memory, according to researchers who tested a specific kind of meditation and
found the improvement after just eight weeks.
The 15 participants, ages 52 to 77, all had memory problems at the start,
says Dharma Singh Khalsa, MD, one of the researchers and the medical director
of the Alzheimer's Research and Prevention Foundation in Tucson, Ariz.
For eight weeks, the participants engaged in a meditation at home known as
Kirtan Kriya, which originated from the Kundalini yoga tradition.
"It only takes 12 minutes [a day,] it's easy to learn, it doesn't cost
anything, and it has no side effects," Khalsa tells WebMD. The technique, he
says, "reverses memory loss in people with memory problems."
The study findings are published online in the Journal of Alzheimer's
The researchers first gave all 15 participants cognitive tests and took
brain images to measure blood flow.
The participants learned the Kirtan Kriya technique. It involves the
repetition of four sounds -- SA, TA, NA, MA. While saying the sounds, the
person meditating also touches their thumb to their index finger, and middle,
fourth, and fifth fingers. They perform it out loud for two minutes, in a
whisper for two minutes, in silence for four minutes, a whisper for two more
minutes, and out loud for two minutes.
The participants were asked to do the meditation each day for eight weeks
and were sent home with a meditation CD.
A comparison group of five people with memory loss got the same imaging
tests and were asked to listen to two Mozart violin concertos each day for
eight weeks for the same 12 minutes a day.
Improvements in Memory
Participants were asked to keep daily logs and came back after eight weeks
for repeat testing and scans.
At the study start, of the 15 in the meditation group, seven had mild
age-associated memory impairment, five had mild cognitive impairment, a worse
problem, and three had moderate impairment of memory with a diagnosis of
Alzheimer's disease. One who had Alzheimer's was not included in the final
analysis because of inability to do the meditation at the follow-up.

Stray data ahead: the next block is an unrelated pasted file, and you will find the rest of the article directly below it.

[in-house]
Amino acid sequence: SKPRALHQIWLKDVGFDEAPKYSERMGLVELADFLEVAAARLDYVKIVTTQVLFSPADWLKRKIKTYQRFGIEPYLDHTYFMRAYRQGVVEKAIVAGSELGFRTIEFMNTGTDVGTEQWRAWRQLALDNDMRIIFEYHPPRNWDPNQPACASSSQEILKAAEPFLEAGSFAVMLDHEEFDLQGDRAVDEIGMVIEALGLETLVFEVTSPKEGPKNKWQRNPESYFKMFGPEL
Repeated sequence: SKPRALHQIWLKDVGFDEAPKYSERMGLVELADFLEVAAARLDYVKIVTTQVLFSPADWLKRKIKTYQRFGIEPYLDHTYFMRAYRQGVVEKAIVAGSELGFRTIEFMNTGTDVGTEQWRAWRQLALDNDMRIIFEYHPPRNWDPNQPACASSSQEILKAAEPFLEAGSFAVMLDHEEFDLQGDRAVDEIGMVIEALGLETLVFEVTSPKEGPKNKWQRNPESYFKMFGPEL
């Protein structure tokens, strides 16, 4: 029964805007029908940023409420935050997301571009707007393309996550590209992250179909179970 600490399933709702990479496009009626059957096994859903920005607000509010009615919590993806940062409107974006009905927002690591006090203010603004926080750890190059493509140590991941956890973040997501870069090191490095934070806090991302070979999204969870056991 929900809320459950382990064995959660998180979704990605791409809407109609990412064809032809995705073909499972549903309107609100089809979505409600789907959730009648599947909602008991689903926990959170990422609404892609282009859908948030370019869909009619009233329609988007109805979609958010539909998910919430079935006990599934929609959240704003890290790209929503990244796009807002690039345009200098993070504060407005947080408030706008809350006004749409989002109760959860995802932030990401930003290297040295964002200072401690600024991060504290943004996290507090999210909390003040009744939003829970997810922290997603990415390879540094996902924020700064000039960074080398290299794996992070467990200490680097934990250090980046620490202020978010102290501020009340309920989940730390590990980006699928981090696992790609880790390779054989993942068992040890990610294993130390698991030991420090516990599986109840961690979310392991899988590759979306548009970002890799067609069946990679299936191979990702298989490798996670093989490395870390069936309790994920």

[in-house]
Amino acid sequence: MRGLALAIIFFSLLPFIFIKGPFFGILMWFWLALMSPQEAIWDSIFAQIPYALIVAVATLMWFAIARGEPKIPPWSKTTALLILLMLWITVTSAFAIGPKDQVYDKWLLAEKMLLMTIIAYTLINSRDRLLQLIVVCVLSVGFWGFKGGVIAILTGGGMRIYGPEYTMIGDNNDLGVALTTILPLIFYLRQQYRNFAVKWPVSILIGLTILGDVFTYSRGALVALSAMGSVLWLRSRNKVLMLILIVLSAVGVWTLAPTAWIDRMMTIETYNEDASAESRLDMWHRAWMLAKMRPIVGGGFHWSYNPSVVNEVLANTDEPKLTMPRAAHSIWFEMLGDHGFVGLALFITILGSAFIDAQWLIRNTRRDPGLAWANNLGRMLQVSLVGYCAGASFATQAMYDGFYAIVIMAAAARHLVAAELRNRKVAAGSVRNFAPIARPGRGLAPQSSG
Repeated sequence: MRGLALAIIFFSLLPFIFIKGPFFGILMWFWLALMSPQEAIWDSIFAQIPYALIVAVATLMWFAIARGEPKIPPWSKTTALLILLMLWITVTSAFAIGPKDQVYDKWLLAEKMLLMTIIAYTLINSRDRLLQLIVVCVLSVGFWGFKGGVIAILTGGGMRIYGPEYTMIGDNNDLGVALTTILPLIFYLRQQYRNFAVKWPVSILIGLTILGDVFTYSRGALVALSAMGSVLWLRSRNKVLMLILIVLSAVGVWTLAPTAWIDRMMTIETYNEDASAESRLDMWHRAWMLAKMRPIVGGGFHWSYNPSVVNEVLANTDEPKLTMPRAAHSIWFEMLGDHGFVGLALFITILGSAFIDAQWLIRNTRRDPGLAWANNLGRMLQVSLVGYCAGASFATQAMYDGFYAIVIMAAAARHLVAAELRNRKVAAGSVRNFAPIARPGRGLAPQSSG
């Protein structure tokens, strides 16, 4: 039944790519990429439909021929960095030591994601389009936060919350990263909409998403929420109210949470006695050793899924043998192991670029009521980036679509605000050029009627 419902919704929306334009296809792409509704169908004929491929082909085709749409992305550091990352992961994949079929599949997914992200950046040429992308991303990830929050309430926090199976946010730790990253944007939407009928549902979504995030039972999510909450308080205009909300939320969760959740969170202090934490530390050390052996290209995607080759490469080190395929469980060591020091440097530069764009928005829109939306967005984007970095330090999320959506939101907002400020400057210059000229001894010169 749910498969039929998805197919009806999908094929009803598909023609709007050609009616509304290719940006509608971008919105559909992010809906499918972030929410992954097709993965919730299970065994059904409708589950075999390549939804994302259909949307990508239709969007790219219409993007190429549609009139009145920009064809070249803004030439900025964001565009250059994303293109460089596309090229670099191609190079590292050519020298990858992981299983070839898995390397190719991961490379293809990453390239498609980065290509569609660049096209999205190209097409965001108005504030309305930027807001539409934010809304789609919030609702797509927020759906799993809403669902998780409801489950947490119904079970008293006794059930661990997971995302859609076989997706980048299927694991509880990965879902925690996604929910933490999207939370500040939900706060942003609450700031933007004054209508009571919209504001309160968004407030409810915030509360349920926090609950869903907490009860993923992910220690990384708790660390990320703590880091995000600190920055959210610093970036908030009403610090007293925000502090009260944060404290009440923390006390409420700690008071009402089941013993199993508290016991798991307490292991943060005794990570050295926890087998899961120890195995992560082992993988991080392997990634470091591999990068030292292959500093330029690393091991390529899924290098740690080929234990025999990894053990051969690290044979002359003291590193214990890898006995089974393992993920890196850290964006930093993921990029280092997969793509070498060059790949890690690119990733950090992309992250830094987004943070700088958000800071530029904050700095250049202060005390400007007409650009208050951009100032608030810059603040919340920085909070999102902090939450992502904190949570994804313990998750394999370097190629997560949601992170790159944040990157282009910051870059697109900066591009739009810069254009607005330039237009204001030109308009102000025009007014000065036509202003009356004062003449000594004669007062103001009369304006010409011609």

Of the five in the music group, two had mild cognitive impairment and three
had age-associated memory impairment.
Among the findings:
- Cerebral blood flow was increased in the meditating group in the frontal
lobe and parietal lobes, both areas involved in retrieving memories.
- Cerebral blood flow increases occurred in different areas of the brain in
the music group, but not significantly.
- The meditation group improved performance on a test that measures cognition
by asking people to name as many animals as they can in one minute.
- The meditation group also improved on three other tests that gauge general
memory, attention, and cognition.
- The music group didn't have significant improvement in cognition.
Based on the results, Khalsa hopes the practice may help keep some people's
mild memory problems from progressing to more severe problems, but acknowledges
that once memory becomes too impaired, meditation may not be possible for the
person to do.
Why does it seem to help? ''I use the analogy of going to the gym and
lifting weights for eight weeks," Khalsa says. "You're definitely stronger. I
think we see this in the brain. It's like training the brain. You are somehow
improving the chemical milieu of the brain. Blood flow improves the anatomy of
the brain and it functions better," he says.
A Memory Expert's View
A memory expert, Gary W. Small, MD, director of the Memory & Aging
Research Center at the David Geffen School of Medicine at the University of
California, Los Angeles, had some caveats about the study.
''It's a small study," he tells WebMD. And it needs replicatin, as do all
Even so, Small says, the results are plausible. "Meditation might help them
focus more," he says of those with memory problems. ''And a big reason people
don't remember things is that they are not paying attention."
Relaxation may play a role, too, he says, as some studies show stress can
lead to brain atrophy, he says.
The speed of the effect of the meditation is not surprising to Small. In
researching his last book, iBrain: Surviving the Technological
Alteration of the Modern Mind, which examines the effect of
technology on the brain, Small found that exposing older people to technology
by having them search the Internet an hour a day changed their brain activity
in one week. He found an increase in frontal lobe activity, in areas that
control short-term memory and decision making, he tells WebMD.
By Kathleen Doheny
Reviewed by Louise Chang
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